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2020 marked worst year for electricity service disruptions ever recorded: EIA

Highlights

Extreme weather events drove the increase

Louisianans faced 60 hours of outages

US electricity customers in 2020 faced the greatest total duration of service disruptions since 2013, when the Energy Information Administration began collecting reliability data, the EIA says.

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US customers experienced more than eight hours of disruptions in 2020 on average, a nearly 20-minute increase from 2017, which marked the year with the second-longest total disruption, the agency reported Nov. 10. However, outside of major events, electricity interruptions were consistent from 2013 to 2020, averaging about two hours.

Extreme weather events caused most of the long interruptions, according to the EIA. There were 14 hurricanes and 11 major storms in the US last year.

The report comes as federal officials consider legislation aimed at combatting the climate crisis and investing in lower-carbon energy sources as well as electricity grid improvements. President Joe Biden is slated to sign the bipartisan infrastructure bill into law on Nov. 15, while Congress continues to consider a sweeping package containing climate and social program provisions.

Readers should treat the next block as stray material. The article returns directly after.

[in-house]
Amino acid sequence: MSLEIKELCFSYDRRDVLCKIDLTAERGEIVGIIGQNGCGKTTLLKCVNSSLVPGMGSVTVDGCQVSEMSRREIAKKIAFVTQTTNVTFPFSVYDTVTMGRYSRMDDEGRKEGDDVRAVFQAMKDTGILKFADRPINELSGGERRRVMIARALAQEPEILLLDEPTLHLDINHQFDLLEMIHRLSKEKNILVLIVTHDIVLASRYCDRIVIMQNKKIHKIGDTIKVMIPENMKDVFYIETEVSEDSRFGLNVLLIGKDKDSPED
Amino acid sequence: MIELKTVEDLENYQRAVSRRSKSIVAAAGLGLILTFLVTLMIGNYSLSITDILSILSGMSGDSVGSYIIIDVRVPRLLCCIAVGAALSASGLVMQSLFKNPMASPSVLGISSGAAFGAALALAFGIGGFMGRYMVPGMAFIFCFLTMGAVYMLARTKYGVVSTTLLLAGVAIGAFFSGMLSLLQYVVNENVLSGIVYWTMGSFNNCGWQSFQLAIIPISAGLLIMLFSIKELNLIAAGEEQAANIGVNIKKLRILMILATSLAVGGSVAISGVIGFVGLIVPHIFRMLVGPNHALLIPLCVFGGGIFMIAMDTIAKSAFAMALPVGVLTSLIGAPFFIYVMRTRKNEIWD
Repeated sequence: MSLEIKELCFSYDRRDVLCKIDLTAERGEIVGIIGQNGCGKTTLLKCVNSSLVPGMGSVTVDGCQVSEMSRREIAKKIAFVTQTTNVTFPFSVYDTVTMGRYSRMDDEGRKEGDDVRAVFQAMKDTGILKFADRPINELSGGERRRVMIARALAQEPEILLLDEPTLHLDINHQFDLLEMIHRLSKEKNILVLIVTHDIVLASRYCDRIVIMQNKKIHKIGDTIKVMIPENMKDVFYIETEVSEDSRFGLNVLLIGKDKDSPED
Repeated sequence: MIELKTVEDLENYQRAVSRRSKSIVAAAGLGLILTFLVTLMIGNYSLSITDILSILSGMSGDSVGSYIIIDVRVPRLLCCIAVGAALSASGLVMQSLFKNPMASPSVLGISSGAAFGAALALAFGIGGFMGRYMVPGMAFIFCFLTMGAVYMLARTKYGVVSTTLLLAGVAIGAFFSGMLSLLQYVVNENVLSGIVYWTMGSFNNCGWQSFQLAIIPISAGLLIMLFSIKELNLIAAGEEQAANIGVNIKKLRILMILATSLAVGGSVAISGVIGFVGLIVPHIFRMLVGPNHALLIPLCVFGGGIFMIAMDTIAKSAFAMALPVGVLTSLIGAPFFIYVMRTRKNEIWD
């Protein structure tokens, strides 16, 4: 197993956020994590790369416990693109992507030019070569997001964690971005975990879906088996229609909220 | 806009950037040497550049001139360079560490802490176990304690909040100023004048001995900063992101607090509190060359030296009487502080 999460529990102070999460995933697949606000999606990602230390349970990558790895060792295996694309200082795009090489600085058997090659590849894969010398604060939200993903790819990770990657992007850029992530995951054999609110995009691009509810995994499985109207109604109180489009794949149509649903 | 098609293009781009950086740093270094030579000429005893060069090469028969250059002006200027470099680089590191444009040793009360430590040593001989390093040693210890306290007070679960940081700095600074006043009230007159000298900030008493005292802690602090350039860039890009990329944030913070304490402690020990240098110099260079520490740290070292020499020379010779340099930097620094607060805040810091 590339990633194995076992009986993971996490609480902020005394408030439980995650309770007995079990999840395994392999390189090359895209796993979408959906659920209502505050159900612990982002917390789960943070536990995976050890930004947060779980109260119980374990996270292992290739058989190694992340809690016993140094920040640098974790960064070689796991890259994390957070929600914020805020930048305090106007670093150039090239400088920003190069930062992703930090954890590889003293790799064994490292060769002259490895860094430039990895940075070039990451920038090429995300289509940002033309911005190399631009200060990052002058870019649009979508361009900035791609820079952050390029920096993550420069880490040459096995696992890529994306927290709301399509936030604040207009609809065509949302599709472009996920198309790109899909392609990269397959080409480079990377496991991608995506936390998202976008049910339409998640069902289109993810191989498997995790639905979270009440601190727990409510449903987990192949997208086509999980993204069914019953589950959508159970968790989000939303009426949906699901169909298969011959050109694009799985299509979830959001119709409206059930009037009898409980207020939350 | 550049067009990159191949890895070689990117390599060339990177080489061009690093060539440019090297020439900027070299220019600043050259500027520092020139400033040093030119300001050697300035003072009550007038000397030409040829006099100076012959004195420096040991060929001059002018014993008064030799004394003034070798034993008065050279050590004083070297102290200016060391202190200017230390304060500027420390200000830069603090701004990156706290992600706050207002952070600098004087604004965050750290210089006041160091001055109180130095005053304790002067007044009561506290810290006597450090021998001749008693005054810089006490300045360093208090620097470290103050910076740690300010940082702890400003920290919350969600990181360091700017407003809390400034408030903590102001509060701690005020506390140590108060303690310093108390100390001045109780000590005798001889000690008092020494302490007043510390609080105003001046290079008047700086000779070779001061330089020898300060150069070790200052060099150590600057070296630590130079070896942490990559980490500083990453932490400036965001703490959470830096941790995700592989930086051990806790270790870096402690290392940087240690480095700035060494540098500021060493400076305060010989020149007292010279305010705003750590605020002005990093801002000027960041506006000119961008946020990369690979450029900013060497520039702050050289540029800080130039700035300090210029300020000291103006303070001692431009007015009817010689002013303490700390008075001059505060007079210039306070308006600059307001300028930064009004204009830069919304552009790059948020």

Customers in Louisiana, Alabama, Iowa, Connecticut and Oklahoma saw the longest period of power disruptions for the year, the EIA reported. Louisianans faced 60 hours of interruptions compared to nearly 29 hours in Alabama.

In 2020, Louisiana weathered the most active storm season in its history, suffering the wrath of the devastating Hurricane Laura. Several hurricanes also hit Alabama while a tropical storm knocked out power for hundreds of thousands of people in Connecticut. Additionally, Oklahoma suffered from an ice storm in October 2020 while a derecho caused outages in Iowa.

Meanwhile, the District of Columbia, Arizona, Nevada, North Dakota and South Dakota saw the shortest total interrupted service time in the nation. Customers in DC experienced 44 minutes of interruptions compared to 101 minutes in South Dakota, according to the EIA.

Utilities report the duration of such interruptions, which can stem from their practices, weather events and vegetation.